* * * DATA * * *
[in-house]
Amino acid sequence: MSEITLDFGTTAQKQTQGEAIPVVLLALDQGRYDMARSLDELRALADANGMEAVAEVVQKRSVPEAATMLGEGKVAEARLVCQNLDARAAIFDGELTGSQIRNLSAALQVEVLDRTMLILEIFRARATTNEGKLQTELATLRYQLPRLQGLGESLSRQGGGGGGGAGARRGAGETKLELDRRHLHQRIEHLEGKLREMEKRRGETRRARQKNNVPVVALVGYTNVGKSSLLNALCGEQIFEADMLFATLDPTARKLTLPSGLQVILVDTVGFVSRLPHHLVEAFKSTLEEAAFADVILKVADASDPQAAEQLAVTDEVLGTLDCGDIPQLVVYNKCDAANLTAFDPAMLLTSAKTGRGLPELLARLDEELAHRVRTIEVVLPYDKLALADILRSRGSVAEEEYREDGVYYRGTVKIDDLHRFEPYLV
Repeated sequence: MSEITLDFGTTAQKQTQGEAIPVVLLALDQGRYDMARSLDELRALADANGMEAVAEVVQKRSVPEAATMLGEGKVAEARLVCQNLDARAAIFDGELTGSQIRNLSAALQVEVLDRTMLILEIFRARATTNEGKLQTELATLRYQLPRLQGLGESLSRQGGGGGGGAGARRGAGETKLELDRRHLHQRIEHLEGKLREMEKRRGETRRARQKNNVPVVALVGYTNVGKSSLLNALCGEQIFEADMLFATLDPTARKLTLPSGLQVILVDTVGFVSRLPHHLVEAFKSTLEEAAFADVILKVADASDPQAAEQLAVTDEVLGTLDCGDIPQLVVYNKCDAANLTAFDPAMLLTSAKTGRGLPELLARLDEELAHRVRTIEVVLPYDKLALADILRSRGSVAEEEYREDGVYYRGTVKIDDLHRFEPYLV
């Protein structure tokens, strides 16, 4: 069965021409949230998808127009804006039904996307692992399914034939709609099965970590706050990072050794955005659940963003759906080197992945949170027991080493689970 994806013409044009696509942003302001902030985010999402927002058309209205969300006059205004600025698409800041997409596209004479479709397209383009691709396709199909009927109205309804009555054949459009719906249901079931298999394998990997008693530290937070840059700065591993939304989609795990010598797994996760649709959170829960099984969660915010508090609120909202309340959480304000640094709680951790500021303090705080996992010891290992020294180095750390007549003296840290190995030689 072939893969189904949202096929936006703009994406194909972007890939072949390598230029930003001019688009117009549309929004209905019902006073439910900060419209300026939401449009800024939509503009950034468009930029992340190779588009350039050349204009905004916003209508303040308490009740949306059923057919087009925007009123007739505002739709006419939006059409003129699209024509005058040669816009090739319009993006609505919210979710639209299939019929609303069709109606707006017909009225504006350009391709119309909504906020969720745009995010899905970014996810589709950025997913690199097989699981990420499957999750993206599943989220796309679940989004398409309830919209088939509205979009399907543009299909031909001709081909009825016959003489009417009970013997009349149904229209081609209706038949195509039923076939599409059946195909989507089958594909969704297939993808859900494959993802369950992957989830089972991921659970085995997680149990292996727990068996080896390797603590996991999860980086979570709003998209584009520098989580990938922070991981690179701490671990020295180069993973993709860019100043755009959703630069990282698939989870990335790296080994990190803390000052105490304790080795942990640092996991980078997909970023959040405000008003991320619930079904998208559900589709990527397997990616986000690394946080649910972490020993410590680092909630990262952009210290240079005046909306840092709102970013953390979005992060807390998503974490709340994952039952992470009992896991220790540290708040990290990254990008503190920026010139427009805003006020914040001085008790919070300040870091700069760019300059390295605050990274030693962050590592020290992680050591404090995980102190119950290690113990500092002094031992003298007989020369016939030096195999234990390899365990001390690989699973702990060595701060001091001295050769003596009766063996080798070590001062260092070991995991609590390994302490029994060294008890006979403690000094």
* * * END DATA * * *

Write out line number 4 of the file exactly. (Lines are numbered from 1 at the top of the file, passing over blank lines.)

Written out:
């Protein structure tokens, strides 16, 4: 069965021409949230998808127009804006039904996307692992399914034939709609099965970590706050990072050794955005659940963003759906080197992945949170027991080493689970 994806013409044009696509942003302001902030985010999402927002058309209205969300006059205004600025698409800041997409596209004479479709397209383009691709396709199909009927109205309804009555054949459009719906249901079931298999394998990997008693530290937070840059700065591993939304989609795990010598797994996760649709959170829960099984969660915010508090609120909202309340959480304000640094709680951790500021303090705080996992010891290992020294180095750390007549003296840290190995030689 072939893969189904949202096929936006703009994406194909972007890939072949390598230029930003001019688009117009549309929004209905019902006073439910900060419209300026939401449009800024939509503009950034468009930029992340190779588009350039050349204009905004916003209508303040308490009740949306059923057919087009925007009123007739505002739709006419939006059409003129699209024509005058040669816009090739319009993006609505919210979710639209299939019929609303069709109606707006017909009225504006350009391709119309909504906020969720745009995010899905970014996810589709950025997913690199097989699981990420499957999750993206599943989220796309679940989004398409309830919209088939509205979009399907543009299909031909001709081909009825016959003489009417009970013997009349149904229209081609209706038949195509039923076939599409059946195909989507089958594909969704297939993808859900494959993802369950992957989830089972991921659970085995997680149990292996727990068996080896390797603590996991999860980086979570709003998209584009520098989580990938922070991981690179701490671990020295180069993973993709860019100043755009959703630069990282698939989870990335790296080994990190803390000052105490304790080795942990640092996991980078997909970023959040405000008003991320619930079904998208559900589709990527397997990616986000690394946080649910972490020993410590680092909630990262952009210290240079005046909306840092709102970013953390979005992060807390998503974490709340994952039952992470009992896991220790540290708040990290990254990008503190920026010139427009805003006020914040001085008790919070300040870091700069760019300059390295605050990274030693962050590592020290992680050591404090995980102190119950290690113990500092002094031992003298007989020369016939030096195999234990390899365990001390690989699973702990060595701060001091001295050769003596009766063996080798070590001062260092070991995991609590390994302490029994060294008890006979403690000094």